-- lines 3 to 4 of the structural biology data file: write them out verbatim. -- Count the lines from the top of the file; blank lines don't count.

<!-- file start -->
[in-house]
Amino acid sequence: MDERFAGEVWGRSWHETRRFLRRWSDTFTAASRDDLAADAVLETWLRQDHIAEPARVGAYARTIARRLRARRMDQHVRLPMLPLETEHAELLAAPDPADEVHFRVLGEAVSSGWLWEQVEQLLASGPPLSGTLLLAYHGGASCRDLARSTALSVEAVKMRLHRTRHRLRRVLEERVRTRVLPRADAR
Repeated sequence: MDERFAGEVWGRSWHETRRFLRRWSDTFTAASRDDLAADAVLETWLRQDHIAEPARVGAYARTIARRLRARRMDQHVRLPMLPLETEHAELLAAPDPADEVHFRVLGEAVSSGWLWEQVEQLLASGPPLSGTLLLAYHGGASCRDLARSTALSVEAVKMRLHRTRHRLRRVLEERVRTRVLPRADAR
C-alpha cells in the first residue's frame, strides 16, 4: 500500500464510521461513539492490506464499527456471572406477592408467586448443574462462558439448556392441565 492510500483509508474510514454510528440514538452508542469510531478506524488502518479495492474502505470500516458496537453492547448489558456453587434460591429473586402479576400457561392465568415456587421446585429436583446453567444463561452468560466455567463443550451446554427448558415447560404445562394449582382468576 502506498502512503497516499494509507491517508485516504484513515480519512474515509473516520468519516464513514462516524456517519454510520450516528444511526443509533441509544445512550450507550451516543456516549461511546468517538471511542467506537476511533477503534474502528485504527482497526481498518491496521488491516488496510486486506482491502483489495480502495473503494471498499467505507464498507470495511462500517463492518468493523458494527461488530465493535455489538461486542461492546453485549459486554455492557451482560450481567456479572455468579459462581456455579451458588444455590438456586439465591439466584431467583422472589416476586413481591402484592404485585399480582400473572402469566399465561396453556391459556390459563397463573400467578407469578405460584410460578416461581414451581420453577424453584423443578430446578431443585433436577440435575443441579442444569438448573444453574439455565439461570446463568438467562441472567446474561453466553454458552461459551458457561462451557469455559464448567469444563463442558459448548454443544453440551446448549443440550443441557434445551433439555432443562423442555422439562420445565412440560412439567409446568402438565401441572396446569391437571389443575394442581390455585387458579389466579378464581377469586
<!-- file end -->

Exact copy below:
Repeated sequence: MDERFAGEVWGRSWHETRRFLRRWSDTFTAASRDDLAADAVLETWLRQDHIAEPARVGAYARTIARRLRARRMDQHVRLPMLPLETEHAELLAAPDPADEVHFRVLGEAVSSGWLWEQVEQLLASGPPLSGTLLLAYHGGASCRDLARSTALSVEAVKMRLHRTRHRLRRVLEERVRTRVLPRADAR
C-alpha cells in the first residue's frame, strides 16, 4: 500500500464510521461513539492490506464499527456471572406477592408467586448443574462462558439448556392441565 492510500483509508474510514454510528440514538452508542469510531478506524488502518479495492474502505470500516458496537453492547448489558456453587434460591429473586402479576400457561392465568415456587421446585429436583446453567444463561452468560466455567463443550451446554427448558415447560404445562394449582382468576 502506498502512503497516499494509507491517508485516504484513515480519512474515509473516520468519516464513514462516524456517519454510520450516528444511526443509533441509544445512550450507550451516543456516549461511546468517538471511542467506537476511533477503534474502528485504527482497526481498518491496521488491516488496510486486506482491502483489495480502495473503494471498499467505507464498507470495511462500517463492518468493523458494527461488530465493535455489538461486542461492546453485549459486554455492557451482560450481567456479572455468579459462581456455579451458588444455590438456586439465591439466584431467583422472589416476586413481591402484592404485585399480582400473572402469566399465561396453556391459556390459563397463573400467578407469578405460584410460578416461581414451581420453577424453584423443578430446578431443585433436577440435575443441579442444569438448573444453574439455565439461570446463568438467562441472567446474561453466553454458552461459551458457561462451557469455559464448567469444563463442558459448548454443544453440551446448549443440550443441557434445551433439555432443562423442555422439562420445565412440560412439567409446568402438565401441572396446569391437571389443575394442581390455585387458579389466579378464581377469586